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J Am Acad Nurse Pract. 2011 May;23(5):249-57. doi: 10.1111/j.1745-7599.2011.00606.x. Epub 2011 Mar 31.

Improving oral health in low-income pregnant women with a nurse practitioner-directed oral care program.

Author information

1
Department of Nursing, Saint Louis University, and Department of OB-GYN Clinic, Barnes-Jewish Hospital, St. Louis, Missouri 63104, USA. cibulkan@slu.edu

Abstract

PURPOSE:

To test the effectiveness of an advanced practice nurse model of care to improve oral health in low-income pregnant women.

DATA SOURCES:

Pregnant women (n=170) were randomized to either control or experimental group in a hospital-based inner city clinic in the Midwest. Participants completed pretest and posttest questionnaires. Those in the experimental group participated in an educational session, received dental supplies, and were scheduled for an oral care appointment. Descriptive statistics, paired samples t-tests, and Pearson's chi-square test were used to analyze the data.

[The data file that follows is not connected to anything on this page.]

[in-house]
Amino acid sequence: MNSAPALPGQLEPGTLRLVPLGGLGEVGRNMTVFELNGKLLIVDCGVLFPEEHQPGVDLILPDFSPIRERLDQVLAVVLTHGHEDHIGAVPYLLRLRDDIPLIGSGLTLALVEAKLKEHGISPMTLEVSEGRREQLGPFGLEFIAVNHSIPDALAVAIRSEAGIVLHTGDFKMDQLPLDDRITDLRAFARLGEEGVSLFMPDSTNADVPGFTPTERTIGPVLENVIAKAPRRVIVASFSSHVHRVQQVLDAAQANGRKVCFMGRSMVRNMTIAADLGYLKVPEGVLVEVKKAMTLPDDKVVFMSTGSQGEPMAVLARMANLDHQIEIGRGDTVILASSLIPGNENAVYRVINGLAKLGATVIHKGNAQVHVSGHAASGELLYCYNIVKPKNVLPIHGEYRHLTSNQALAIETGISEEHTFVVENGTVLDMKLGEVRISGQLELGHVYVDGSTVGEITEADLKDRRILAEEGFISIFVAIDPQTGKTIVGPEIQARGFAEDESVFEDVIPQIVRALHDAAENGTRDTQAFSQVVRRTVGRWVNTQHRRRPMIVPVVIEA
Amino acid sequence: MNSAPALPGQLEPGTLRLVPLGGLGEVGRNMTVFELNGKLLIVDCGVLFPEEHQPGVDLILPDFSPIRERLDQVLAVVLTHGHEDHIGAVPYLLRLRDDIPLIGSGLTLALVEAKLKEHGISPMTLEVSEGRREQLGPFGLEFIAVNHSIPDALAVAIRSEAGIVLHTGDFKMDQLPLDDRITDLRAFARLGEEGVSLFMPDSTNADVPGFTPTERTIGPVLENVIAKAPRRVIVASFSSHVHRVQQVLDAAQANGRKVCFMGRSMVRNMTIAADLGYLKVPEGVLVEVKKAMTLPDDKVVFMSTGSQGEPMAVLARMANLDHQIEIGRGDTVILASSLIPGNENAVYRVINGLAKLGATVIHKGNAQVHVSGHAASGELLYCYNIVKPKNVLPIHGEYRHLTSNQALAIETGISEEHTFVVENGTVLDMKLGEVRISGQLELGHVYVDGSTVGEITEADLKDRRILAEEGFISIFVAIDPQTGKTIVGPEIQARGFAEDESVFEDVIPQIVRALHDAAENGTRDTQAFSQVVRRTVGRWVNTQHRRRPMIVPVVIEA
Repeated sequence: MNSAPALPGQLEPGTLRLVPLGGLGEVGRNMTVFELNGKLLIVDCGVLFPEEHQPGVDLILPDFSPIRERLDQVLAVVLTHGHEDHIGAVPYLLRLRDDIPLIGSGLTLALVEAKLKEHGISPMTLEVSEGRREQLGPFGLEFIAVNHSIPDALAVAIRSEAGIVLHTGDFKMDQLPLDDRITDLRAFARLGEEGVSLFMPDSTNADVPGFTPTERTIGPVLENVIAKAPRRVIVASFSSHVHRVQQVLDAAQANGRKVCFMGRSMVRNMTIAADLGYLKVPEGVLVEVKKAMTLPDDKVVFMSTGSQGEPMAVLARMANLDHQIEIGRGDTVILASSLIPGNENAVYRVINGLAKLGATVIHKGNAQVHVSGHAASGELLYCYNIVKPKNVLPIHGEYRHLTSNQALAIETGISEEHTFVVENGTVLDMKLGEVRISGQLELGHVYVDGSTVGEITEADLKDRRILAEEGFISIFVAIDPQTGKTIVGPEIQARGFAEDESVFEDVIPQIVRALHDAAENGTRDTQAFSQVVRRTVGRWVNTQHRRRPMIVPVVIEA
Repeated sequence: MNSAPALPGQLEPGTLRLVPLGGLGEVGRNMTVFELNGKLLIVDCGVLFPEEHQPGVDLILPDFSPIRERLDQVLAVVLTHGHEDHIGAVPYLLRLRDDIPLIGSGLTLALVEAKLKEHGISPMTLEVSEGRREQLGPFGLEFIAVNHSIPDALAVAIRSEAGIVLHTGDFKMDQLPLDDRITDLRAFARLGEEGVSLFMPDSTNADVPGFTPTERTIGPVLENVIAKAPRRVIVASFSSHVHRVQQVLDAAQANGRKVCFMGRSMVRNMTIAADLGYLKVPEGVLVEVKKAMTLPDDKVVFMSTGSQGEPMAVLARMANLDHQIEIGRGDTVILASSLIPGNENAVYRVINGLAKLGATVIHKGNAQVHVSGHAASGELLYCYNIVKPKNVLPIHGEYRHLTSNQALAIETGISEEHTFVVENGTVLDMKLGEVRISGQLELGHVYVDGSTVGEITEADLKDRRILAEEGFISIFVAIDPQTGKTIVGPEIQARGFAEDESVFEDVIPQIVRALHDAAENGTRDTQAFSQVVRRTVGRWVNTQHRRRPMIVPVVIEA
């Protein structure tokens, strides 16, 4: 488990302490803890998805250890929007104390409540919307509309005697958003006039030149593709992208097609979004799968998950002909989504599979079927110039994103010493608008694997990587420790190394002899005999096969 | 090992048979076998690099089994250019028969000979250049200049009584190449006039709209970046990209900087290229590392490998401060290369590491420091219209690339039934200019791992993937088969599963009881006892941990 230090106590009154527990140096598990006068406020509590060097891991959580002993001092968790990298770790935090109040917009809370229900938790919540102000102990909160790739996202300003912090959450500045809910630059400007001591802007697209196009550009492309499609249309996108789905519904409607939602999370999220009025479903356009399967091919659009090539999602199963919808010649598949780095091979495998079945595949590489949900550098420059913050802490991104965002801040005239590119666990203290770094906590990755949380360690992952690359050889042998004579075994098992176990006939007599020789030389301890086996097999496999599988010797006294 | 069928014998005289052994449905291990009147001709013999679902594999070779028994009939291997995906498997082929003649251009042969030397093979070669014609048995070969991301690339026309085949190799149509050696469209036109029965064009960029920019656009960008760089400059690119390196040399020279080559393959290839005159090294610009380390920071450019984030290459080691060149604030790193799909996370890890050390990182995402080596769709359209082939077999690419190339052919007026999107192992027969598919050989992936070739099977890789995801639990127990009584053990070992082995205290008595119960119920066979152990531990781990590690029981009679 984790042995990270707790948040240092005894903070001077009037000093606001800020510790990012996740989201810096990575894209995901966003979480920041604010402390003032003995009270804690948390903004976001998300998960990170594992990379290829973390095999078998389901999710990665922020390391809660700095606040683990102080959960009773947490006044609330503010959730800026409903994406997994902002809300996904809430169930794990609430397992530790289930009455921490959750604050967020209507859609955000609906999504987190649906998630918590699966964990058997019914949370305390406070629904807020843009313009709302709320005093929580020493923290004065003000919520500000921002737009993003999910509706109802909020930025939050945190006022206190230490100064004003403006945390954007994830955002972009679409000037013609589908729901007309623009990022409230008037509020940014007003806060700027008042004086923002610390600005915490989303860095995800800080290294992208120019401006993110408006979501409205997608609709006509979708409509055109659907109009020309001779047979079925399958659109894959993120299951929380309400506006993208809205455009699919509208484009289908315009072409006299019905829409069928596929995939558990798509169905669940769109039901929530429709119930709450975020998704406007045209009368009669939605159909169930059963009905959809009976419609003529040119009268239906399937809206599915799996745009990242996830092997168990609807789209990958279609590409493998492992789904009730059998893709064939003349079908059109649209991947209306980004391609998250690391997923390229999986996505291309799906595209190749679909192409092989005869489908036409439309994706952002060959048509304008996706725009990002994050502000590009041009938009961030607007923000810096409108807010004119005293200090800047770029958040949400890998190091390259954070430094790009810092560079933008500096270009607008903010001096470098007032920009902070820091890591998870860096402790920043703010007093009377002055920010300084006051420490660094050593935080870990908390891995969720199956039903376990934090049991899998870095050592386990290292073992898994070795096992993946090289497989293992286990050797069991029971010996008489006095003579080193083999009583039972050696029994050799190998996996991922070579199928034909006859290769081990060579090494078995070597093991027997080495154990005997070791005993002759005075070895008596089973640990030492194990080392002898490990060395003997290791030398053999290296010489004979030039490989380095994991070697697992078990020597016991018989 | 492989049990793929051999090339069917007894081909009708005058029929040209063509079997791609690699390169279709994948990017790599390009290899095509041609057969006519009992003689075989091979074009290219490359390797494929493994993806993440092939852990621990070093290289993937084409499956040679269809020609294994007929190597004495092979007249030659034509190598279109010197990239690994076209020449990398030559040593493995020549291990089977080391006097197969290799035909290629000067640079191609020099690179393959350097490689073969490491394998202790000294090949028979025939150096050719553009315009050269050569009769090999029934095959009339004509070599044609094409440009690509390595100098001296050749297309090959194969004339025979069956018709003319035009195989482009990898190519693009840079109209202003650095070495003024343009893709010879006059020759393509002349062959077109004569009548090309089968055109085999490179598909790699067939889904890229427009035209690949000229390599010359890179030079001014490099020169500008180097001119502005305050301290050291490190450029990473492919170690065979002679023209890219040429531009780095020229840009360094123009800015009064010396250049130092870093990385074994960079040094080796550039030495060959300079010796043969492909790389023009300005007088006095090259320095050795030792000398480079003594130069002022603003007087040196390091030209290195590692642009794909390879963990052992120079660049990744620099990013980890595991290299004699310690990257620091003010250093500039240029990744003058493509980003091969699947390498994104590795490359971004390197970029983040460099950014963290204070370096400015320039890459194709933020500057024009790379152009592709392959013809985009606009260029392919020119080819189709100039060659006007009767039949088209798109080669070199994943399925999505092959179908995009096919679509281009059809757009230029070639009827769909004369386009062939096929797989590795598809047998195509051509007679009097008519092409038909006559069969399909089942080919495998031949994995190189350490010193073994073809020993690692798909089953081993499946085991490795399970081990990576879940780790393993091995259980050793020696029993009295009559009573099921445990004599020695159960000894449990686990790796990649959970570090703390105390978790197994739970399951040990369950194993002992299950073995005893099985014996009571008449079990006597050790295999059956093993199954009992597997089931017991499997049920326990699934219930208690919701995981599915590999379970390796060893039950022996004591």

CONCLUSIONS:

Knowledge scores showed a small positive trend while favorable self-perception of oral health increased significantly in the experimental group. The experimental group demonstrated a significant increase in frequency of brushing and flossing teeth, marked reduction in intake of high sugar drinks, and reported more than twice as many visits for a dental check-up than the control group. Significant barriers to obtaining oral health services were identified.

IMPLICATIONS FOR PRACTICE:

Because adverse pregnancy outcomes have been linked to periodontitis in numerous research studies, pregnant women must be educated about the importance of oral health and the necessity of a check-up. APNs are in an ideal position to educate women and assist them to obtain necessary oral health services.

[Indexed for MEDLINE]

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